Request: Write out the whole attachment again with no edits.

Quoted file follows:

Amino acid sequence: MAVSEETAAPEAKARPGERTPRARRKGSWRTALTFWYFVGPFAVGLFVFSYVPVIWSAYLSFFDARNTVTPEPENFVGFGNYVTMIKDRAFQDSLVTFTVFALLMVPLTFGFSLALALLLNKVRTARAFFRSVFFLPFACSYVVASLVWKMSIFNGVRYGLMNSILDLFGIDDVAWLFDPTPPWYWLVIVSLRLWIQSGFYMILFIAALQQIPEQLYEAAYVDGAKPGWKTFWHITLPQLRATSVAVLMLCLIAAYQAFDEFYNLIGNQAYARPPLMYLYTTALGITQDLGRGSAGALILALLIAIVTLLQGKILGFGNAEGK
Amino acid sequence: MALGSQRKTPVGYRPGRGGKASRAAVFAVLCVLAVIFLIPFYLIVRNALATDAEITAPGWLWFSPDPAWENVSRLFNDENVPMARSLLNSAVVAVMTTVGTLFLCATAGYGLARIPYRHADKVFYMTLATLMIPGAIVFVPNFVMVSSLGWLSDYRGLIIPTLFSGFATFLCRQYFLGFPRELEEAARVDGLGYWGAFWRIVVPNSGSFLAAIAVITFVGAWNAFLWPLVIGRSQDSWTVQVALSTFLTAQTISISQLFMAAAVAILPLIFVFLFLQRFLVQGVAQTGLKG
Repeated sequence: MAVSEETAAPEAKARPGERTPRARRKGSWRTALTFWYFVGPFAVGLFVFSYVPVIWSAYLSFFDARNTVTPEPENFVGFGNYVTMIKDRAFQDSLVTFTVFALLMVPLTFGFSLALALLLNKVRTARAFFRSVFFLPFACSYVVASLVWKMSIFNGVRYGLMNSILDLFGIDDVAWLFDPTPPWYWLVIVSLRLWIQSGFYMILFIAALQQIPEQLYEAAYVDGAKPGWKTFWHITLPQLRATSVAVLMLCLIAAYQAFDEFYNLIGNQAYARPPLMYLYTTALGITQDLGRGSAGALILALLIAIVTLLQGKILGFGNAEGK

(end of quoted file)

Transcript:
Amino acid sequence: MAVSEETAAPEAKARPGERTPRARRKGSWRTALTFWYFVGPFAVGLFVFSYVPVIWSAYLSFFDARNTVTPEPENFVGFGNYVTMIKDRAFQDSLVTFTVFALLMVPLTFGFSLALALLLNKVRTARAFFRSVFFLPFACSYVVASLVWKMSIFNGVRYGLMNSILDLFGIDDVAWLFDPTPPWYWLVIVSLRLWIQSGFYMILFIAALQQIPEQLYEAAYVDGAKPGWKTFWHITLPQLRATSVAVLMLCLIAAYQAFDEFYNLIGNQAYARPPLMYLYTTALGITQDLGRGSAGALILALLIAIVTLLQGKILGFGNAEGK
Amino acid sequence: MALGSQRKTPVGYRPGRGGKASRAAVFAVLCVLAVIFLIPFYLIVRNALATDAEITAPGWLWFSPDPAWENVSRLFNDENVPMARSLLNSAVVAVMTTVGTLFLCATAGYGLARIPYRHADKVFYMTLATLMIPGAIVFVPNFVMVSSLGWLSDYRGLIIPTLFSGFATFLCRQYFLGFPRELEEAARVDGLGYWGAFWRIVVPNSGSFLAAIAVITFVGAWNAFLWPLVIGRSQDSWTVQVALSTFLTAQTISISQLFMAAAVAILPLIFVFLFLQRFLVQGVAQTGLKG
Repeated sequence: MAVSEETAAPEAKARPGERTPRARRKGSWRTALTFWYFVGPFAVGLFVFSYVPVIWSAYLSFFDARNTVTPEPENFVGFGNYVTMIKDRAFQDSLVTFTVFALLMVPLTFGFSLALALLLNKVRTARAFFRSVFFLPFACSYVVASLVWKMSIFNGVRYGLMNSILDLFGIDDVAWLFDPTPPWYWLVIVSLRLWIQSGFYMILFIAALQQIPEQLYEAAYVDGAKPGWKTFWHITLPQLRATSVAVLMLCLIAAYQAFDEFYNLIGNQAYARPPLMYLYTTALGITQDLGRGSAGALILALLIAIVTLLQGKILGFGNAEGK